A cry is heard within, and a "servant of Aegisthus" comes out with the news that Aegisthus has been killed. Clytemnestra comes out, asking what all the commotion is about. When she finds out, she says, "we killed by deceit and by deceit we die. / Quickly, bring me the man-killing axe" (lines 888-89). Before the servant can return with the axe, however, Orestes and Pylades come out with swords drawn. Clytemnestra pleads for her life, using the maternal imagery of her dream:
The chorus sings that even though they mourn for the deaths of Clytemnestra and Aegisthus, Justice has come at last to the house of Atreus and that Orestes' murders will end "the might curb that yoked this House" (line 962). After the choral ode, the palace doors open, revealing Orestes standing over the two bodies, while attendants display the bloody robe in which Agamemnon was entangled and killed. Visually, the scene echoes the one in Agamemnon where Clytemnestra stands over the bodies of Agamemnon and Cassandra (see Agamemnon, lines 1372-1398). Like his mother before him Orestes justifies his deeds, pointing to the bloody robe (which he calls a "this hideous contrivance that fettered my father" [line 981]), and calling Clytemnestra "A deadly serpent, a venomous viper" (line 994). Unlike his mother, however, Orestes takes no pride in his deed: "I grieve for our family, the things that were done, the suffering. / But do not envy me, I have won a tainted victory" (lines 1016-17). The word "tainted" here translates the Greek word miasma, telling the audience that Orestes still has incurred blood-guilt.
Orestes himself says that he does not know "how it will end" (line 1021), but he announces his intention to travel to Delphi to be purified of this miasma by Apollo. The last scene of the play is quite effective. Orestes sees the Furies who have been called by his mother's blood to avenge her murder, but no one else sees them. Orestes says that they are real, not "sights" (line 1053). He says that they are "Like Gorgons! / Black-clad, writhing with snakes!" (lines 1048-49). Orestes exits, presumably pursued by "the hellhounds of [his mother's] hate" (line 1054), and the play ends with the chorus asking "When will it end? When will it be calm? / When will it sleep, this fury, this Ruin?" (lines 1074-76). ("Ruin" = Atê).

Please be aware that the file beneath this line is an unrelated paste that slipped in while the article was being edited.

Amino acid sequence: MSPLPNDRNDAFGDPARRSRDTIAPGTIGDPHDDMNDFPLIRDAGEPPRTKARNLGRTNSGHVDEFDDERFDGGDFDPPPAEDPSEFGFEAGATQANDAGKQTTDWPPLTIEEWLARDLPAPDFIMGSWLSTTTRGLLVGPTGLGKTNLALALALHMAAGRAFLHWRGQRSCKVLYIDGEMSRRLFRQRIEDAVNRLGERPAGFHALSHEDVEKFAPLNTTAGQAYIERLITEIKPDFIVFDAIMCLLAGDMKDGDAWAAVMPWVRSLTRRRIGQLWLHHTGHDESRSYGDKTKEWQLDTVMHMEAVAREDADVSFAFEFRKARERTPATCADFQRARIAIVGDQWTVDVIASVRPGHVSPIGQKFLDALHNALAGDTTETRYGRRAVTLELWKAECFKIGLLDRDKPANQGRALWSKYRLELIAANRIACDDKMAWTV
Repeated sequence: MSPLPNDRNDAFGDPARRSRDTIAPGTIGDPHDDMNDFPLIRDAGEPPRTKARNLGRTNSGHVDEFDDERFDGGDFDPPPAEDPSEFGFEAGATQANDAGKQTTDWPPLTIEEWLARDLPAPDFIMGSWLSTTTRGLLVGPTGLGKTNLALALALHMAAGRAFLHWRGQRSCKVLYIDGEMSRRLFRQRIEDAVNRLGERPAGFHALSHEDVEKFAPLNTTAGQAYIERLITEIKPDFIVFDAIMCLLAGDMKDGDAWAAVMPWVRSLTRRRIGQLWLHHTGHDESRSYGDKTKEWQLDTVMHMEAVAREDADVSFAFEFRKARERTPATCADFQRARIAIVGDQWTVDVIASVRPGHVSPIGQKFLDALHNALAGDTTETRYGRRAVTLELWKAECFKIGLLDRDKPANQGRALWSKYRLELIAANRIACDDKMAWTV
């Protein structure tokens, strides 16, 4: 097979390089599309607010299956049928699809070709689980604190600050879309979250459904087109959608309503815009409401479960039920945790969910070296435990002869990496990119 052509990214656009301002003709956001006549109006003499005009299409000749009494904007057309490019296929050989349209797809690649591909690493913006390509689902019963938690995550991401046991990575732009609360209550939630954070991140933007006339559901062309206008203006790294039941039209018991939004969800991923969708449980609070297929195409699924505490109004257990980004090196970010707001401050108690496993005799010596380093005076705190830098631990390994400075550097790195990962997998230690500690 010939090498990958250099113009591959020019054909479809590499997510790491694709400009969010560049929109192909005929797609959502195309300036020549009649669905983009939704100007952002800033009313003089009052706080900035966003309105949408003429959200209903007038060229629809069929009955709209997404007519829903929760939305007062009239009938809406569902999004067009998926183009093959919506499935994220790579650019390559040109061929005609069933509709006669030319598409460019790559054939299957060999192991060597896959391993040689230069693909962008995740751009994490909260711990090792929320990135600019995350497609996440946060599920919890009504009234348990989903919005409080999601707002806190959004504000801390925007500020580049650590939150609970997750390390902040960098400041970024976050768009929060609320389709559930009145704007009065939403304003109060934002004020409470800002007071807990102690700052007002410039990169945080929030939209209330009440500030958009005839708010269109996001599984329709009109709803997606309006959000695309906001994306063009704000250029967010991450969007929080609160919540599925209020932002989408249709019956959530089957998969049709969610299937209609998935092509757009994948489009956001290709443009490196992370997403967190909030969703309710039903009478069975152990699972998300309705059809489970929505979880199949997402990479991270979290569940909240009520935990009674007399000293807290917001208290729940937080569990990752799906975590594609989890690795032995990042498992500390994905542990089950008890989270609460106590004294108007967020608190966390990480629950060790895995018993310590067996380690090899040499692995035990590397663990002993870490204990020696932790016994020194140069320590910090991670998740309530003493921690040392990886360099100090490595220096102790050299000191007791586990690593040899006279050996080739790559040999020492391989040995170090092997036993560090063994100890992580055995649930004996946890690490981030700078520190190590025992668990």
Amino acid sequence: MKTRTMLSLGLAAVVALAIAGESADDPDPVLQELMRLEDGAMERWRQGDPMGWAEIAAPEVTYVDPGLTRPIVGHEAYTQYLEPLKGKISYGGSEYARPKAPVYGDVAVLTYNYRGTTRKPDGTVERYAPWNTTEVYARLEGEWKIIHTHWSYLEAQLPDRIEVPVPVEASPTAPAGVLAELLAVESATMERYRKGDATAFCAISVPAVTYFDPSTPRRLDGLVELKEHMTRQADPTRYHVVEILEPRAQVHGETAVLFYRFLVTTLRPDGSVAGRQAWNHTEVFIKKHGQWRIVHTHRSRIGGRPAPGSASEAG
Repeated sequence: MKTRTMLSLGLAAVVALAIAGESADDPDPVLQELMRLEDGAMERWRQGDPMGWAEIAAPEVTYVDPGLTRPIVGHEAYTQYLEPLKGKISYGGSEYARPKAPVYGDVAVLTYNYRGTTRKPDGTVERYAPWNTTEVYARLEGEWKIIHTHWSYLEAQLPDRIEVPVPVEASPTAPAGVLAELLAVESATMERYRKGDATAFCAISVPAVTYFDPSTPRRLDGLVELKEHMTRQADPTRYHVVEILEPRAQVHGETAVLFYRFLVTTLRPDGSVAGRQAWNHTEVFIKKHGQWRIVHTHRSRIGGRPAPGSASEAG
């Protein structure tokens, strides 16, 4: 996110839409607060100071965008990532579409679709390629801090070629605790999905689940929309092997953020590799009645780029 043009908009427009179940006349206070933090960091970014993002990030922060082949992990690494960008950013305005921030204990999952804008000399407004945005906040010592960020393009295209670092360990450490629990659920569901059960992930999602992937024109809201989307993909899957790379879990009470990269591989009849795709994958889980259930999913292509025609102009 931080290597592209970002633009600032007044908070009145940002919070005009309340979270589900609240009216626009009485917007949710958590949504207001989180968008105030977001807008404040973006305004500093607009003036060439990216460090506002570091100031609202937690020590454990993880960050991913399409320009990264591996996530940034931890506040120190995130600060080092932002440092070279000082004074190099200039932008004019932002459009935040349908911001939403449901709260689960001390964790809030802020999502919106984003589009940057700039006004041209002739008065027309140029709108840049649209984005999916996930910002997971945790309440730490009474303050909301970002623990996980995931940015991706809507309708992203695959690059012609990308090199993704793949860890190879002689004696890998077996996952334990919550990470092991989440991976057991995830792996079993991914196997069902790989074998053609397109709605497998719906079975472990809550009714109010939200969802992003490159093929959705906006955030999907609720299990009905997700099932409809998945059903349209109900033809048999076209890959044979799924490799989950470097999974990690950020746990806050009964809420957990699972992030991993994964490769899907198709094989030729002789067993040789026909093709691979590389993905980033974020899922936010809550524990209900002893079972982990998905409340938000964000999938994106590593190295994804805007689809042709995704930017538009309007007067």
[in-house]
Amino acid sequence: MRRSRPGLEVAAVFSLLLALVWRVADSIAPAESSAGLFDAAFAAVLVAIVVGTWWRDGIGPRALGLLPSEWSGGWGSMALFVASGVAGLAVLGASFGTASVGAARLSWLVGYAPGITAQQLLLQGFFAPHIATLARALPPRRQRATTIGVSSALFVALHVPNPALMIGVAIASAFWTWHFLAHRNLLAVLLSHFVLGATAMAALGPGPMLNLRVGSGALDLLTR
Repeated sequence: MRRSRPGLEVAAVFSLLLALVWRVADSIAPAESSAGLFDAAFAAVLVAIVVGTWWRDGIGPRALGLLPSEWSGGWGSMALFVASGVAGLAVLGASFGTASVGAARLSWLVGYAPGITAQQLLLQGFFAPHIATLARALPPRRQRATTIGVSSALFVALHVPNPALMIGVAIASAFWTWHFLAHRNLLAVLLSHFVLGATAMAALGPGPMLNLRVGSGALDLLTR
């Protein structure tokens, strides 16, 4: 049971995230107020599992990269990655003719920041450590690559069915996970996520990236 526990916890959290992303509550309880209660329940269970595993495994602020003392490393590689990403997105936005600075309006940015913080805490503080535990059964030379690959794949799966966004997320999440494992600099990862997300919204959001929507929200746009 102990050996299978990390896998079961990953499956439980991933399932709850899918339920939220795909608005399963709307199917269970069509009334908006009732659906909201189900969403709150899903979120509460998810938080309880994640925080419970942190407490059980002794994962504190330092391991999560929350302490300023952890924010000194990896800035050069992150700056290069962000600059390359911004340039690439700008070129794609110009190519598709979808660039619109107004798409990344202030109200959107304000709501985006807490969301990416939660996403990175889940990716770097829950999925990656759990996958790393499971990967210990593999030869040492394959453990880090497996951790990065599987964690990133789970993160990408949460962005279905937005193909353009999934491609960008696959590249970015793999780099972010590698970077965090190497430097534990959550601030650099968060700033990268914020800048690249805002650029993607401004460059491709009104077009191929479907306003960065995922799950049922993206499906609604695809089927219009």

|The Furies (Eumenides)
Notes and Questions
[Re-read "Apollo" (packet 13-14).]
Eumenides = "the kindly ones." In the course of the play, the chorus of Furies turns into the kinder, gentler Eumenides. At the first production of the play, the Furies' costumes were reportedly so terrifying that they caused several members of the audience to faint.
The vase painting at right depicts Orestes sitting in front of the omphalos stone at Delphi. He still holds the sword he used to kill Clytemnestra. Apollo purifies him of the blood-guilt (miasma) by dousing Orestes with the blood of a pig. The Furies lie sleeping at the left--at the far left you can just see Clytemnestra's ghost trying to wake them and rouse them to action.
Eumenides bell krater, South Italian, c. 375 BC (Louvre, Paris)
(117, lines 2-8) Gaia . . . Themis . . . Phoebe For a commentary on this myth making, see the introduction, pp. vii-viii. Read "Apollo" (packet 13-14) for the more usual version of how Apollo came into possession of the oracle at Delphi.
(121, line 79) the city of Athena = Athens.
(124, line 166) the center stone = the omphalos, or navel-stone at Delphi.